Entrepreneur eyes opportunities for the North

Dominic McGregor

Dominic McGregor is a man who at the age of 28 has already achieved a lot, but is not resting on his laurels.

He was just 21 when he co-founded social media publishing and marketing agency Social Chain, a business which went on to have a $200m turnover, employ 750 people and last year went public.

Now the former COO, who at the end of last year took “some time off to reassess things and enjoy a bit of life”, has joined venture capital investor Praetura Ventures.

It’s a role which he says was the first opportunity post-Social Chain that came to him which he knew he “could do and feel like it’s really useful” both to him and others.

So ahead of Disruptors North conference in October, TheBusinessDesk.com caught up with the successful entrepreneur who has worked with some of the biggest brands on the planet and disrupted the marketing industry, to talk about the resurgence of the North for business innovation and in particular the dynamic tech scene that’s erupting.

Smiling he says: “If you had asked me maybe five years ago I’d be like what scene?!” He explains how he sees the success of the media industry and investments made in that as having played a crucial role in “dragging” the tech scene up North.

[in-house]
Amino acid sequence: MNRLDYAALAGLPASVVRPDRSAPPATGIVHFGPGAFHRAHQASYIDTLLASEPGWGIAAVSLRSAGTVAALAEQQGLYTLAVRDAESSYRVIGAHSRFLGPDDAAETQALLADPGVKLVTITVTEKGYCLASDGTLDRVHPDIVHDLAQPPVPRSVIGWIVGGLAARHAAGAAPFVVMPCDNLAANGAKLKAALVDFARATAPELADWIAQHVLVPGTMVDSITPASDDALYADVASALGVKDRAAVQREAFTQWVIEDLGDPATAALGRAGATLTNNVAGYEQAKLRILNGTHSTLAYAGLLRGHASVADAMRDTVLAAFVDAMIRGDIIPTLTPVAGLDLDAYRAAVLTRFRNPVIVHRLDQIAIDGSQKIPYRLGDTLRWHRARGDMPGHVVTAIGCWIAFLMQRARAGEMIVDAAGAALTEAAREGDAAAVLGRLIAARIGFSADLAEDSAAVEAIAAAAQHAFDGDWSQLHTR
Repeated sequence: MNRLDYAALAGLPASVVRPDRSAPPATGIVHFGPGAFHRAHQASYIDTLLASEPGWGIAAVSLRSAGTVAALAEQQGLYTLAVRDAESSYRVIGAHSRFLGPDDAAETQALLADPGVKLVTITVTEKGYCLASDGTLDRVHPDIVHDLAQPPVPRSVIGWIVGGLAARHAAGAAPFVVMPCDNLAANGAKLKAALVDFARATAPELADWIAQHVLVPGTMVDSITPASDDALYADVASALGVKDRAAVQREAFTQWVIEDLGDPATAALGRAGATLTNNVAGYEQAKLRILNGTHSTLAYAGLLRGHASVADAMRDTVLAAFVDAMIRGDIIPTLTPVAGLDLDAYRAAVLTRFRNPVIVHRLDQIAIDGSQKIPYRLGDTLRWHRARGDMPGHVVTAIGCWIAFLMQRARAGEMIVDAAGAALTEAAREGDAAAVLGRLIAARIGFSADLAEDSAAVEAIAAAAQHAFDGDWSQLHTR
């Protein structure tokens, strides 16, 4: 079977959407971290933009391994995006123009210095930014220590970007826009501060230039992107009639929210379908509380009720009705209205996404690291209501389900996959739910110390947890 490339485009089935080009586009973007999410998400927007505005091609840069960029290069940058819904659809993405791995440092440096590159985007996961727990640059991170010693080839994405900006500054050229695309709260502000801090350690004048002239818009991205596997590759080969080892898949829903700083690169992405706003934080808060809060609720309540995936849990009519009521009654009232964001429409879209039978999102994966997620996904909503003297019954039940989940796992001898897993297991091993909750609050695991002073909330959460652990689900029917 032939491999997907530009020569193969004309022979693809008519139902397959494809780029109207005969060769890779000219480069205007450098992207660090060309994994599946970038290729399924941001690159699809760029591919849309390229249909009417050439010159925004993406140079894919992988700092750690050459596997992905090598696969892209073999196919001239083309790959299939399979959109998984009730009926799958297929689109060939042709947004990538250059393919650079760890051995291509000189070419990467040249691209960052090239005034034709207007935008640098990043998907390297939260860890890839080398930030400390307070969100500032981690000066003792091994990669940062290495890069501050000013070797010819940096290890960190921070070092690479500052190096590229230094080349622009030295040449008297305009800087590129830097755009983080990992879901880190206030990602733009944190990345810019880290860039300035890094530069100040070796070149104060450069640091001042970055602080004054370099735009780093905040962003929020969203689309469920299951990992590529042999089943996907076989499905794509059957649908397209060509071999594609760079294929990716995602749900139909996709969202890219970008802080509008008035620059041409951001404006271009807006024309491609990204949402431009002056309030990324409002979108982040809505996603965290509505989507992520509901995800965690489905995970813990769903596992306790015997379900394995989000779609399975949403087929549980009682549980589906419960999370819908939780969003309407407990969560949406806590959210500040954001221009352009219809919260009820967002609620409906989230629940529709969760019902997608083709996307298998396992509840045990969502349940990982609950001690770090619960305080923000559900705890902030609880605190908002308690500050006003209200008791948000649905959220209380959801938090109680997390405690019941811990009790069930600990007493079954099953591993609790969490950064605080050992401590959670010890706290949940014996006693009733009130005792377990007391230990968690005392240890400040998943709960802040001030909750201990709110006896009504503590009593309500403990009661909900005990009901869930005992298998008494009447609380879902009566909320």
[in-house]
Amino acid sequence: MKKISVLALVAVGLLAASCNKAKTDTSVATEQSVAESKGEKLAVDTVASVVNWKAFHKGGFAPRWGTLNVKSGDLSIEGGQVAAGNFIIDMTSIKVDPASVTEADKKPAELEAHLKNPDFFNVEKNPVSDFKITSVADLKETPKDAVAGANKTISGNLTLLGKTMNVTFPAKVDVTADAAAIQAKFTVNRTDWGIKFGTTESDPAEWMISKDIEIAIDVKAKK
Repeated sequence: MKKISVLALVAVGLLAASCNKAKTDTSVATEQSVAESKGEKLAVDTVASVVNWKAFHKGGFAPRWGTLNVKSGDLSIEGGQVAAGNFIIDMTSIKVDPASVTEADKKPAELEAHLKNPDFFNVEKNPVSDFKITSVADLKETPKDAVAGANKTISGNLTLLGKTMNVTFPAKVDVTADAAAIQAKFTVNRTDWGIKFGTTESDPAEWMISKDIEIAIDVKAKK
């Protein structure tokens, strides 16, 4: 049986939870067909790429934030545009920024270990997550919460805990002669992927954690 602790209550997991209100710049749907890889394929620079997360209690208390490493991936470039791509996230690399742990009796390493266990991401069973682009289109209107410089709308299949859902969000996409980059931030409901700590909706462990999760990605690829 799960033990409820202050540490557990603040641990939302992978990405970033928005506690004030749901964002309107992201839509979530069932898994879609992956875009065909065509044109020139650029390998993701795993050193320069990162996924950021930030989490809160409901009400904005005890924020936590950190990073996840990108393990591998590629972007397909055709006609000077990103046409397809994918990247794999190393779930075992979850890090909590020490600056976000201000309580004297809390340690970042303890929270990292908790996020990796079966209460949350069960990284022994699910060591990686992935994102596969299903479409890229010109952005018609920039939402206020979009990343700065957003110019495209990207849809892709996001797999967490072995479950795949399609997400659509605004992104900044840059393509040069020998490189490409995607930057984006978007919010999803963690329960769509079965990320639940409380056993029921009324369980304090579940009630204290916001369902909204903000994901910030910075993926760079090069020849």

“Because of the investments like the BBC moving to Salford Quays, ITV expanding, big media agencies in Manchester, Leeds and Sheffield all popping up, it led the way a little. As a result, you’ve got a whole host of talent who are good at marketing, content and creative approaches as well as the new spaces that support them and all of which tech needs.

“And so, what we’ve kind of had in the last three, four or five years is that the tech scene has been dragged up here a little bit. There’s been a lot of investment going into tech and a lot of people realising it doesn’t just have to be in London.”

He explains that there’s a ripple effect of places like Silicon Roundabout becoming saturated and people across the UK realising they can start a tech business and have a success, which then breeds what he describes as the “scene”.

“[The scene is] thriving, I feel if you’ve got a tech idea in Manchester, Liverpool, Leeds, Newcastle, now you’ll get funding. That’s probably the key thing, because a lot of these businesses are loss leading initially, so access to capital from all over the globe not just the local area but from across London, the USA and beyond as a lot of places are looking to the UK.”

He continued by sharing how he sees a real opportunity for tech in the North to be the disruptor, noting that many big businesses are “entrenched” in their approaches and that he would like more entrepreneurs to rather than fear competing against big businesses but see it as a “massive advantage”.

“I saw it myself, people around Social Chain who could do things better than us, because they were more agile. There’s a very beautiful thing about being a small start-up business because you are nimble and can react. So, don’t be scared by the fact that there’s incumbents [within the sector], incumbents are ready to be disrupted.”

He adds that the more disruptive you can be the more you can chip away at a market share and the more opportunities will come.

So how do you fuel disruption when, as McGregor highlighted, many tech businesses may be loss leaders or as he’d described it earlier “focusing on keeping their head above water”?